within an hour or two of operation.
   (e) Ozone is not an effective cleaner for indoor air when operated
at levels that are safe for human occupation.  Independent studies
cited by the United States Environmental Protection Agency and the
Consumers Union have shown that ozone-generating air cleaning devices
do not destroy microbes or reduce indoor air pollutants effectively
enough to provide any measurable health benefits.
   (f) The state board, the State Department of Health Services, and
other governmental agencies have issued warnings to advise the public
not to use devices that are specifically designed to generate ozone
indoors and advertised or marketed as air cleaning devices.
   (g) Ozone emitted from indoor air cleaning devices poses an
unnecessary risk to public health, and, therefore, it is the intent
of the Legislature that the state board establish regulations to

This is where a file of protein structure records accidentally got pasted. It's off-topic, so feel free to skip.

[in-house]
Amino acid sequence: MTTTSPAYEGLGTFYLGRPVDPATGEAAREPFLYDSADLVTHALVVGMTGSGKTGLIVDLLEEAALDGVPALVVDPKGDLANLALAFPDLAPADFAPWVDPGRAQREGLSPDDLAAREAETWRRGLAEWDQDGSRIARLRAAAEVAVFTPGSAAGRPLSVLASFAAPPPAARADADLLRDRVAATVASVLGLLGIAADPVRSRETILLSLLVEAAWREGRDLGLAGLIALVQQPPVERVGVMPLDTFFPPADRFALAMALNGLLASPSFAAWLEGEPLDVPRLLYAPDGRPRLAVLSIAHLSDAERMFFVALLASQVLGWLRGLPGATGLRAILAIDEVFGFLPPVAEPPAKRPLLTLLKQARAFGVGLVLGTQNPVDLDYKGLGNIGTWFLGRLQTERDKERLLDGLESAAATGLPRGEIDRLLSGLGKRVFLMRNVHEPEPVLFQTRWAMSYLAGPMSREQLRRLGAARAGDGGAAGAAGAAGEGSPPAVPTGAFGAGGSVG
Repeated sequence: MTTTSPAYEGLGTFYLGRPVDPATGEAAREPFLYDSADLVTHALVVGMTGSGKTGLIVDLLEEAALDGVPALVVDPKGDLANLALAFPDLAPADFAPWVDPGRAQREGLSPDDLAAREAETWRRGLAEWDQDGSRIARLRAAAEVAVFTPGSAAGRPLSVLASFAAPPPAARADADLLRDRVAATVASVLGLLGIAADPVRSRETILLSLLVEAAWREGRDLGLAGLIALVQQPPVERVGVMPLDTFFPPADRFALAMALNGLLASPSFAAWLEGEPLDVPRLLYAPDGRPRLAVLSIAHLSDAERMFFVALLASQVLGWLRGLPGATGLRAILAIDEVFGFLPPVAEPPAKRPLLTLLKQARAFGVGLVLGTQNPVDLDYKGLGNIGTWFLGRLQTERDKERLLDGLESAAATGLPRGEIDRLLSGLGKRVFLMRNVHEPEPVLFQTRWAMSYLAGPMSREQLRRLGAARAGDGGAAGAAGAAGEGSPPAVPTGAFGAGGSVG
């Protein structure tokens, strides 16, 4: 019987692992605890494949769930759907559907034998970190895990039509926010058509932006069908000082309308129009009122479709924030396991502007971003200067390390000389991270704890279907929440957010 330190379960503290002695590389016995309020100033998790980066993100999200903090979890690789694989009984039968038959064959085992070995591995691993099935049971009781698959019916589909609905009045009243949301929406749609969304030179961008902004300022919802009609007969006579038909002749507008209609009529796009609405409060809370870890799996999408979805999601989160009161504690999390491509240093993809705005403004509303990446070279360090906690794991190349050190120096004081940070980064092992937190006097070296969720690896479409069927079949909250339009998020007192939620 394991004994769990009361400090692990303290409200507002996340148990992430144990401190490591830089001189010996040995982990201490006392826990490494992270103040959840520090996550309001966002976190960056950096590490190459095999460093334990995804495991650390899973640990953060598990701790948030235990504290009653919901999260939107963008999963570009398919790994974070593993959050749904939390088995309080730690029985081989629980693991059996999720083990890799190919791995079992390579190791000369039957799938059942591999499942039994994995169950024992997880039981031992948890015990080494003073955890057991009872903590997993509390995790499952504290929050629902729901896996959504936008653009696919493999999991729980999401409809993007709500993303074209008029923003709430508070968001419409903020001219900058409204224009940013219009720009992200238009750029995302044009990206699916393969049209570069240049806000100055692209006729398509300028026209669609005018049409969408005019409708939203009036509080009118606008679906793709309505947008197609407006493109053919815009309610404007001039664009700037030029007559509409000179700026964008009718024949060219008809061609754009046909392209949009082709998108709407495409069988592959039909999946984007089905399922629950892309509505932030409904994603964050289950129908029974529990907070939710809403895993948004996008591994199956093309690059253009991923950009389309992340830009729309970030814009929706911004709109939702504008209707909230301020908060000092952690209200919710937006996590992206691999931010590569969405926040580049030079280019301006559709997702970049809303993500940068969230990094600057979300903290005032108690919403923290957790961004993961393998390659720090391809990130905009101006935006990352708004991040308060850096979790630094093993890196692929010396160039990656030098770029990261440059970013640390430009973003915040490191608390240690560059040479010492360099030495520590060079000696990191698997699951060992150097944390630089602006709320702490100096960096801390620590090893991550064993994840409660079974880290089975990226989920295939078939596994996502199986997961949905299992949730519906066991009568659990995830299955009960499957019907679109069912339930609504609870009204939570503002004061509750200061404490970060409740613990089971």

promote improved public health by restricting ozone emissions
generated by these devices.
   41985.5.  For purposes of this article, the following terms have
the following meanings:
   (a) "Federal ozone emissions limit for air cleaning devices" means
the level of generation of ozone above which the device would be
considered adulterated or misbranded pursuant to Section 801.415 of
Title 21 of the Code of Federal Regulations, specifically the
generation of ozone at a level in excess of 0.05 part per million by
volume of air circulating through the device or causing an
accumulation of ozone in excess of 0.05 part per million by volume of
air when measured under standard conditions at 25 degrees Celsius
(77 degrees Fahrenheit) and 760 millimeters of mercury in the
atmosphere of enclosed space intended to be occupied by people for
extended periods of time.
   (b) "Medical device" means "device" as defined in subsection (h)
of Section 321 of Title 21 of the United States Code.
   41986.  (a) On or before December 31, 2008, the state board shall
develop and adopt regulations, consistent with federal law, to